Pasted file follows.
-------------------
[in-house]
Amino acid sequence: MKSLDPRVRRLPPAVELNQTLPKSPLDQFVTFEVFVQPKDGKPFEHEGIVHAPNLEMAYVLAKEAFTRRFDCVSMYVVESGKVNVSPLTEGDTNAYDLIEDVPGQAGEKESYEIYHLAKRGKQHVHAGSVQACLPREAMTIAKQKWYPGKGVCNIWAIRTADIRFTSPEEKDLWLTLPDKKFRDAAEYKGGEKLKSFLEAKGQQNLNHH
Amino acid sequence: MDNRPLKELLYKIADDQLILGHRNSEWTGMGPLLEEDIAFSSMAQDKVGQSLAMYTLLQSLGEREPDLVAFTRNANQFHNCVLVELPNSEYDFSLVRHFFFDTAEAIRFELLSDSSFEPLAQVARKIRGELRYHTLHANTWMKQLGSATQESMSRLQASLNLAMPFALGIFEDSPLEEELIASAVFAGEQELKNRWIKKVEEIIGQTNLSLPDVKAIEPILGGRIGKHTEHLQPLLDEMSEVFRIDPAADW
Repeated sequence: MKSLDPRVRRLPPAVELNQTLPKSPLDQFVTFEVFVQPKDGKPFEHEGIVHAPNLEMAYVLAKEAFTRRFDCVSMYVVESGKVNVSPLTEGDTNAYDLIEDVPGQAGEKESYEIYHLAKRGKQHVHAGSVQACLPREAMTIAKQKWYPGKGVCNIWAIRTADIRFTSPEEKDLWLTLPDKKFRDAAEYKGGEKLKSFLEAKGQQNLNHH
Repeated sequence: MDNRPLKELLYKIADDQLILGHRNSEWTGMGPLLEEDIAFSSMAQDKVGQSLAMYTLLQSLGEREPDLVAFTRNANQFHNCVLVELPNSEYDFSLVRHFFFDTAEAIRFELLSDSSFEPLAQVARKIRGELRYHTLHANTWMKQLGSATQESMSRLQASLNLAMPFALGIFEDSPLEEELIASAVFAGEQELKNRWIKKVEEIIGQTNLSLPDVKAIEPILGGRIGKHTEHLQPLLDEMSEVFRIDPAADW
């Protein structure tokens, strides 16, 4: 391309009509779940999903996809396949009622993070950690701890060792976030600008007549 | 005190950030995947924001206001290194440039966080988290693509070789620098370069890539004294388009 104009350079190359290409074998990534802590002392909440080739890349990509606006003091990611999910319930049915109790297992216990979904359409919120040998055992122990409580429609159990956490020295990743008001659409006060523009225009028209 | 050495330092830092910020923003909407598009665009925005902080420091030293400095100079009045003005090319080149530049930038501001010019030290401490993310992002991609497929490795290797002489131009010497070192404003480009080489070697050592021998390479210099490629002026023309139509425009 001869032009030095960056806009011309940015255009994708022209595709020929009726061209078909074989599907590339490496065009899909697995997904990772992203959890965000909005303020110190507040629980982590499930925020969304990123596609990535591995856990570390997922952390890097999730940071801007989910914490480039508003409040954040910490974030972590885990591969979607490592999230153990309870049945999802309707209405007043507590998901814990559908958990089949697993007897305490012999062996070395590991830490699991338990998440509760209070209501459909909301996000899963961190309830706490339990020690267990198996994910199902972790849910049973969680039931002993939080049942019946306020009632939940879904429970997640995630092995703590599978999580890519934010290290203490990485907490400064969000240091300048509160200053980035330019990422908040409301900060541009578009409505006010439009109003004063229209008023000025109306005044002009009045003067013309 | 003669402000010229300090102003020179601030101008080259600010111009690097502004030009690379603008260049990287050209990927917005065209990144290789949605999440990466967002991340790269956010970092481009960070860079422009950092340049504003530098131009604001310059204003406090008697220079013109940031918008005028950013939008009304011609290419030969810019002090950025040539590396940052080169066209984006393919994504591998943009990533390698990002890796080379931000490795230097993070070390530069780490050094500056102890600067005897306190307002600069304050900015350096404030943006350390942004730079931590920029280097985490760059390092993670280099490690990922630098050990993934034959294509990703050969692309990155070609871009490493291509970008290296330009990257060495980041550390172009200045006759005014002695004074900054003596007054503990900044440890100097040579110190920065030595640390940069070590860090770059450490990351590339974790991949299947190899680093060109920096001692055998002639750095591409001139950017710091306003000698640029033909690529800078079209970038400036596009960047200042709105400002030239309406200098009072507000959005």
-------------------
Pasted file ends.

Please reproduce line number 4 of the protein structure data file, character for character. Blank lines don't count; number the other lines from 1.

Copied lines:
Repeated sequence: MKSLDPRVRRLPPAVELNQTLPKSPLDQFVTFEVFVQPKDGKPFEHEGIVHAPNLEMAYVLAKEAFTRRFDCVSMYVVESGKVNVSPLTEGDTNAYDLIEDVPGQAGEKESYEIYHLAKRGKQHVHAGSVQACLPREAMTIAKQKWYPGKGVCNIWAIRTADIRFTSPEEKDLWLTLPDKKFRDAAEYKGGEKLKSFLEAKGQQNLNHH